If you have been a value investor for some time I am sure you once had to explain value investing to a novice. Among one of the classic first question is the following:
"What happens if the stock never closes its gap to fair valuation and stays cheap forever?"
Chances are you would answer “…sure, the stock can stay cheap for a long time, but eventually it will trade at fair value.”
In this article, I will reflect on the importance of eventually and try to like this to the Buffett quote “I rather buy a great business at a mediocre price than a mediocre business at a great price”.
First, let me define my usage of some termini. A “great business” for me is a business that has the sustainable ability to generate returns on capital that are in excess of its cost of capital...[more]
If you happen to be interested in asset management, chances are that you have heard about the concept of factor returns. It’s actually all about certain variables that have some statistical utility to explain stock returns. Scientists found out about these factors by doing a so-called regression, did a lot of testing and ended up with a list of characteristics that determine stock returns. The well-known factors are P/B-ratio, momentum and size. Taking the latter as an example, ceteris paribus, a stock is expected to perform the better the smaller its market capitalization is...[more]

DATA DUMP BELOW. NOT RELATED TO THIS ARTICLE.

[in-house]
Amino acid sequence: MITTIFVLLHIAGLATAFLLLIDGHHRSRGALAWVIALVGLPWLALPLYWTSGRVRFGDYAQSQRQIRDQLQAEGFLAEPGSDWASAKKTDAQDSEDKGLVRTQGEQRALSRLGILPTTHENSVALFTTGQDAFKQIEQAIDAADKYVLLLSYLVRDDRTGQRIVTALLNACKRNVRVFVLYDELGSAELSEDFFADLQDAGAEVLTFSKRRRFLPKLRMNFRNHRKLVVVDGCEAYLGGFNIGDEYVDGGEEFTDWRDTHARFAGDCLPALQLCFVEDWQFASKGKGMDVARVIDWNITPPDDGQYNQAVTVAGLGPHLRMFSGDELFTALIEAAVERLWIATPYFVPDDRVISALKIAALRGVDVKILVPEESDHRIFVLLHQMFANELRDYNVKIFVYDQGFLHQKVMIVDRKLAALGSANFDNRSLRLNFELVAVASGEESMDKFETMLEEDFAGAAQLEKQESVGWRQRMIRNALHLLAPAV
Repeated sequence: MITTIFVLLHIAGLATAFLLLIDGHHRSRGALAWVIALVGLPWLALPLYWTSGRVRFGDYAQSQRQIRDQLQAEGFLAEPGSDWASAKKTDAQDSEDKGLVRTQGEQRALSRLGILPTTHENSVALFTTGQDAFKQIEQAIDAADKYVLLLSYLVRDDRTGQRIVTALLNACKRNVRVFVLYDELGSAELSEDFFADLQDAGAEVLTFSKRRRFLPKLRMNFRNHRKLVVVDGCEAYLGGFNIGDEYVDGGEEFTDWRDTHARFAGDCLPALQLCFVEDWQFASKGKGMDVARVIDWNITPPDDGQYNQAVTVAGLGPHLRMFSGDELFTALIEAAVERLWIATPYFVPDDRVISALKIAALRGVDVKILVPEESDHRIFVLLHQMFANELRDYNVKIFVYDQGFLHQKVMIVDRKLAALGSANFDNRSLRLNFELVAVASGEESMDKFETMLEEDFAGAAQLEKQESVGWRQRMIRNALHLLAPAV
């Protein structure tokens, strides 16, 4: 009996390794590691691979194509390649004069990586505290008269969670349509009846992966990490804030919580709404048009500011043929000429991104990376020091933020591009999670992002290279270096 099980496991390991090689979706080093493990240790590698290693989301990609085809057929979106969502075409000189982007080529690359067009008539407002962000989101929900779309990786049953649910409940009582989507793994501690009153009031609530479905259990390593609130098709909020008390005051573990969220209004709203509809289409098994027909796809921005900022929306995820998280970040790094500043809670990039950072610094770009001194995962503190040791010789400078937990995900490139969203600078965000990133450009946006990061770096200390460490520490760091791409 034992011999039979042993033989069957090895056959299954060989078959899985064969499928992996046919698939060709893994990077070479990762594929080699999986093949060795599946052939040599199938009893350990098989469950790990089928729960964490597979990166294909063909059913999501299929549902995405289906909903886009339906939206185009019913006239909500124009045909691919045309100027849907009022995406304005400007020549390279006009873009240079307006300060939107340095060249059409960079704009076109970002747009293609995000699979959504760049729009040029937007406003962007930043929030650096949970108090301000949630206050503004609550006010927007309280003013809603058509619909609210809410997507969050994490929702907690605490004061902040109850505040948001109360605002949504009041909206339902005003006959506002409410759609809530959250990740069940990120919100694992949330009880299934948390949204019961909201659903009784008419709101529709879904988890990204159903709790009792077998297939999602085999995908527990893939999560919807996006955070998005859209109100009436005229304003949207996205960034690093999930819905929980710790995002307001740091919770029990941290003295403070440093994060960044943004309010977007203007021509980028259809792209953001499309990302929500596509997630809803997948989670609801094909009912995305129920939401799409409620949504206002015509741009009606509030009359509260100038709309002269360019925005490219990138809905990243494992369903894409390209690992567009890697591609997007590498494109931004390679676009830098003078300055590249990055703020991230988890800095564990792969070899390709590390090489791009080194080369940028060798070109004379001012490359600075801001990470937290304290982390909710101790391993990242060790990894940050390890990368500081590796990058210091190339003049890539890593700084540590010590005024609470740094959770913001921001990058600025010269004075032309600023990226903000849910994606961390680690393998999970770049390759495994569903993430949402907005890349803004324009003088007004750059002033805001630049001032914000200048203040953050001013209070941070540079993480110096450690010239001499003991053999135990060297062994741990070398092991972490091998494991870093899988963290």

This post is all about how to survive a bar conversation as a banker these days.
I happen to be a banker and my friends happen to know that I am a banker. As the global media has lately been “occupied” by demonstrations of how bankers know sure ways to make money, I have been entangled in bar conversations around the stock market and techniques how to make money in the stock market. So please let me share with you some content from a typical bar conversation I had as of recently. (Disclaimer: if you expect this post to become a little bit more quantitative and useful, keep on reading- if you actually think this post deals with how to survive a bar conversation as a banker, you might be well-advised to keep on reading here )
So my typical friend would ask me, with a gentle sub-tone of sarcasm: "as you are a banker and you work with the stock market, you can now tell me how to make money...[more]
52 weeks Price Range.
This new factor -together with the other momentum factors (price index 12 months and price index 6 months) -in our Value Screener grid indicates a truth about investing that is difficult to understand: the investor should buy into strength and sell into weakness. The factor measures the proximity of a stock to its 52-week high or 52 week low. The 52 weeks price range is calculated as (current price – 52 week low) / (52 week high – 52 week low).
The idea behind using momentum factors with valuation is to find the strongest stocks, or the ones that are going up the most in price...[more]